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At the bottom of any deep discussion about school finance, 1978’s Prop. 13 is always lurking. A measure on the 2020 ballot, Prop. 15, wouldn’t overturn Prop. 13, but it would change it dramatically.
Proposition 15 is one of the biggest-ticket items on the California ballot this year. It would have major consequences for one of the most iconic and obsession-driving ballot measures of all time: Proposition 13, which capped the growth of property taxes in 1978.
Some laws get passed and forgotten. Others, like Obamacare or the 1994 Crime Bill, continue to gather new life force, like hyper objects of the American imagination. Prop. 13 is like that.
At the bottom of any deep discussion about school finance, Prop. 13 is always lurking. Progressives who want to see more funding for schools say the measure put an artificial cap on revenue that has hobbled educational progress in the state for 30 years.
San Diego Unified school board president John Lee Evans told me previously that the fiscal drought caused by Prop. 13 was literally the only thing standing between the school district and a quality school in every neighborhood.
While it’s hard to imagine closing the achievement gap is truly that simple, California schools are underfunded compared with other states, as PACE, a research group, broke down in a report this week.
This year’s Prop. 15 wouldn’t overturn Prop. 13, but it would drastically change it – by increasing property taxes on businesses.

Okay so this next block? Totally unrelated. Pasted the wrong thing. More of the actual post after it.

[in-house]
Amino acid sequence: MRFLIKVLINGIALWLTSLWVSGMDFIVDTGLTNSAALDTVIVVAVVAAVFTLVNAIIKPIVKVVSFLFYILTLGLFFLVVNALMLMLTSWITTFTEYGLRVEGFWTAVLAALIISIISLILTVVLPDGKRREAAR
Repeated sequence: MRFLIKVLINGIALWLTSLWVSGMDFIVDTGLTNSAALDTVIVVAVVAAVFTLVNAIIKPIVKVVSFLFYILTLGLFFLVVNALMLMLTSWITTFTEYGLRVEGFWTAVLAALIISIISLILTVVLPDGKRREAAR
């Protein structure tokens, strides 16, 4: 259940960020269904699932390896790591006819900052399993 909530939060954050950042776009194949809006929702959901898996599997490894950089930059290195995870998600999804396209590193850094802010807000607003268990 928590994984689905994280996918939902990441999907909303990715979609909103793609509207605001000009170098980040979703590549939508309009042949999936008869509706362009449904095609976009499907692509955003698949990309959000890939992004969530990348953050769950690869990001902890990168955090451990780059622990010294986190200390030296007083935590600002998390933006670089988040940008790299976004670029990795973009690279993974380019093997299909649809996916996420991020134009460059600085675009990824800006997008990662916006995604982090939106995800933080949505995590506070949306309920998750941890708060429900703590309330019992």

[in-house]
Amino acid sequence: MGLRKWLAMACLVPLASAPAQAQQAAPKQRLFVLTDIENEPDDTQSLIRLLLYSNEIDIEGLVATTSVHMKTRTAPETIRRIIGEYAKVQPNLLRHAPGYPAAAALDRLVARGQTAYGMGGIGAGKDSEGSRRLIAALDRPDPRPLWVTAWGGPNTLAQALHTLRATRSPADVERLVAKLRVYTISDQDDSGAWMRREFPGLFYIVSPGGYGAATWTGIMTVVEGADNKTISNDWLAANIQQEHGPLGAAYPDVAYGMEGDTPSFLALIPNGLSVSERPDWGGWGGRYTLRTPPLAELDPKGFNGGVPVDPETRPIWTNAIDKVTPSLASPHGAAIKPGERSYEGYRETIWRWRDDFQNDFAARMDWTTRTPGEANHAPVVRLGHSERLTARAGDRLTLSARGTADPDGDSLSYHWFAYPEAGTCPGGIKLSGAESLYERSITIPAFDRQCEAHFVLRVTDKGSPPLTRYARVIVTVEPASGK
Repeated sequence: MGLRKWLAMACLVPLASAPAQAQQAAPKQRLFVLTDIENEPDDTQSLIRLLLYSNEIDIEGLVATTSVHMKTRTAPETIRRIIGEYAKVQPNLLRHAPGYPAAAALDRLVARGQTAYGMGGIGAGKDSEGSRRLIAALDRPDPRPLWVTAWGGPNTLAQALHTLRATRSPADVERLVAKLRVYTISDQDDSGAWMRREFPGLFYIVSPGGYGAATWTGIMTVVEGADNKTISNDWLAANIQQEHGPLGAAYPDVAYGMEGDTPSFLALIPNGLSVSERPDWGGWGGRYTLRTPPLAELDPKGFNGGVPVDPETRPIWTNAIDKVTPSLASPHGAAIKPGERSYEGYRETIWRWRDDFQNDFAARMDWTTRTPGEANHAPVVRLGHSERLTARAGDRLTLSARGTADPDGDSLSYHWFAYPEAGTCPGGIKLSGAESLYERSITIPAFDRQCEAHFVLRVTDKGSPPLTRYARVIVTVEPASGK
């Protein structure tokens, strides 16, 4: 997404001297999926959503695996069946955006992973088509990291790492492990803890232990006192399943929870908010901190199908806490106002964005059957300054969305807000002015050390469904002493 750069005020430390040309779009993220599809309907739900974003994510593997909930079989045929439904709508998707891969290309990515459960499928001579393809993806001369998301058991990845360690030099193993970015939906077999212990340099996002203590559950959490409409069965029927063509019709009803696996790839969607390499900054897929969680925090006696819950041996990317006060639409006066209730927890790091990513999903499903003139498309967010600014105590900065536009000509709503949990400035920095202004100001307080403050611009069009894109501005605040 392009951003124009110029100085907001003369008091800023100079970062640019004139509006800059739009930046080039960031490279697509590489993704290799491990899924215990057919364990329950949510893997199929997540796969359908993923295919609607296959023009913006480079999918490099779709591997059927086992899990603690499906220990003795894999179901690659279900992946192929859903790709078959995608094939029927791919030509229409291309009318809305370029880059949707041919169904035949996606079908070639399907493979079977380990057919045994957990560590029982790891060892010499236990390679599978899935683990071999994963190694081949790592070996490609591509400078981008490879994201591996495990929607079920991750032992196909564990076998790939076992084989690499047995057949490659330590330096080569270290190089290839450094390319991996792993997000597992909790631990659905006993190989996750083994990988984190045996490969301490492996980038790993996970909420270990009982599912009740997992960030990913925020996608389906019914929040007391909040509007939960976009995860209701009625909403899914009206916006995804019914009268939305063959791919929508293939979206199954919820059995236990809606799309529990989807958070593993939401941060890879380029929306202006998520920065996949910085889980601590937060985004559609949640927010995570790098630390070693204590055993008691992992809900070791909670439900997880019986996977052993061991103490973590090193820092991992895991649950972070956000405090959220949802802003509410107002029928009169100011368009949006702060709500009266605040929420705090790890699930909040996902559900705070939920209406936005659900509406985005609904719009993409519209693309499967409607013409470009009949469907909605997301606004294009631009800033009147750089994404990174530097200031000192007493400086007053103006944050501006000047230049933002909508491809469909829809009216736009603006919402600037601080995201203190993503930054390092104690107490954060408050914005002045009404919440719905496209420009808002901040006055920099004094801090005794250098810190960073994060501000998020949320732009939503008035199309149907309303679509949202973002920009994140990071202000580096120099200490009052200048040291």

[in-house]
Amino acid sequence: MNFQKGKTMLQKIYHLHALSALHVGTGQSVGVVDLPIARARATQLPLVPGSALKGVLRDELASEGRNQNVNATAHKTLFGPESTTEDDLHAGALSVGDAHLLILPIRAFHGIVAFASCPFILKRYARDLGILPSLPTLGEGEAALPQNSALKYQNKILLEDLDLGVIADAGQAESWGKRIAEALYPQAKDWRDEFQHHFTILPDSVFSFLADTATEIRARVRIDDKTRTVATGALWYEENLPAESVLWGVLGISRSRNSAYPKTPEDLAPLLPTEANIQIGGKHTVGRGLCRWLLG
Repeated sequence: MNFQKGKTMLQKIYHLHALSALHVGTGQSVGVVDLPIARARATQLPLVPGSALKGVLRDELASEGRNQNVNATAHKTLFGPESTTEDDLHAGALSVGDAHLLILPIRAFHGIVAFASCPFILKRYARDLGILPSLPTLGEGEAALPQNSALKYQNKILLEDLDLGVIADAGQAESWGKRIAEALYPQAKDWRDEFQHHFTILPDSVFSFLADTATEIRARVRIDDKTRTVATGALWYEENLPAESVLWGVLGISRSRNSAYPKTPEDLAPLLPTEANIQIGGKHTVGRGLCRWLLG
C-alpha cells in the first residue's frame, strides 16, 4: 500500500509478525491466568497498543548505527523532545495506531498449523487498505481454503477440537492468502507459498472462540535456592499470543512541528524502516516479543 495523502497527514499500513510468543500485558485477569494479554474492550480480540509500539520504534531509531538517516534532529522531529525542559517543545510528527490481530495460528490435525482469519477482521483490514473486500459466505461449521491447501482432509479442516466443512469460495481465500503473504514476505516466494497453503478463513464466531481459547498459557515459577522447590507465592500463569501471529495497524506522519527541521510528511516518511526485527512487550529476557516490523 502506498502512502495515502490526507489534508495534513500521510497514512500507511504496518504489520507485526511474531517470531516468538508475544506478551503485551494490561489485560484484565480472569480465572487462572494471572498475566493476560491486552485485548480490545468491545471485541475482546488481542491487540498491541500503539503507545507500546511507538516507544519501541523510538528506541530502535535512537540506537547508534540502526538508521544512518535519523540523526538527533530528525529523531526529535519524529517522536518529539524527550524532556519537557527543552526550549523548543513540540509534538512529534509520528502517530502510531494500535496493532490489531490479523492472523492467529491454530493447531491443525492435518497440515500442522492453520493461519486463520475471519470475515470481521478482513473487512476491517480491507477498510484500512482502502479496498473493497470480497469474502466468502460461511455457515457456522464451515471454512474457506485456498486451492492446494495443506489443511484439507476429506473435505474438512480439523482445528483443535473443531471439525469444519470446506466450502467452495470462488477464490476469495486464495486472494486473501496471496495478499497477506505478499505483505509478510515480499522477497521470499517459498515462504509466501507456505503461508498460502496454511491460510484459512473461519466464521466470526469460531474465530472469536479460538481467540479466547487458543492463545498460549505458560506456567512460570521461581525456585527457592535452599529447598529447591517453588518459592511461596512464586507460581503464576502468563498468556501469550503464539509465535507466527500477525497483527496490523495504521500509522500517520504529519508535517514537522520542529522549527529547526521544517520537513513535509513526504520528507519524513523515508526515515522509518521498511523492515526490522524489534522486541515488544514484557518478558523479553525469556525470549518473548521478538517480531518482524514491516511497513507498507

Currently, property values used for tax assessments can’t grow more than 2 percent per year. The only time those properties get a new, market-rate assessment is when they change hands.
So for someone who has owned a strip mall in El Cajon since 1981, say, the value of their property has likely grown at a much higher rate than the property is being taxed.
If Prop. 15 passes, that strip mall would get reassessed based on current market value.
Estimates suggest it would raise anywhere from $6.5 billion to $11.5 billion. One chunk of the money – 40 percent – could go to schools and community colleges, while the other 60 percent could go to municipal governments.
The California Teachers Association, as well as the Chan Zuckerberg Initiative, have poured money into supporting the measure. But business groups have pushed back hard and raised slightly more money against the measure, CalMatters noted.
A September poll from UC Berkeley showed that 51 percent of likely voters support the measure. Of respondents, 17 percent said they were undecided and 34 percent said they would vote no.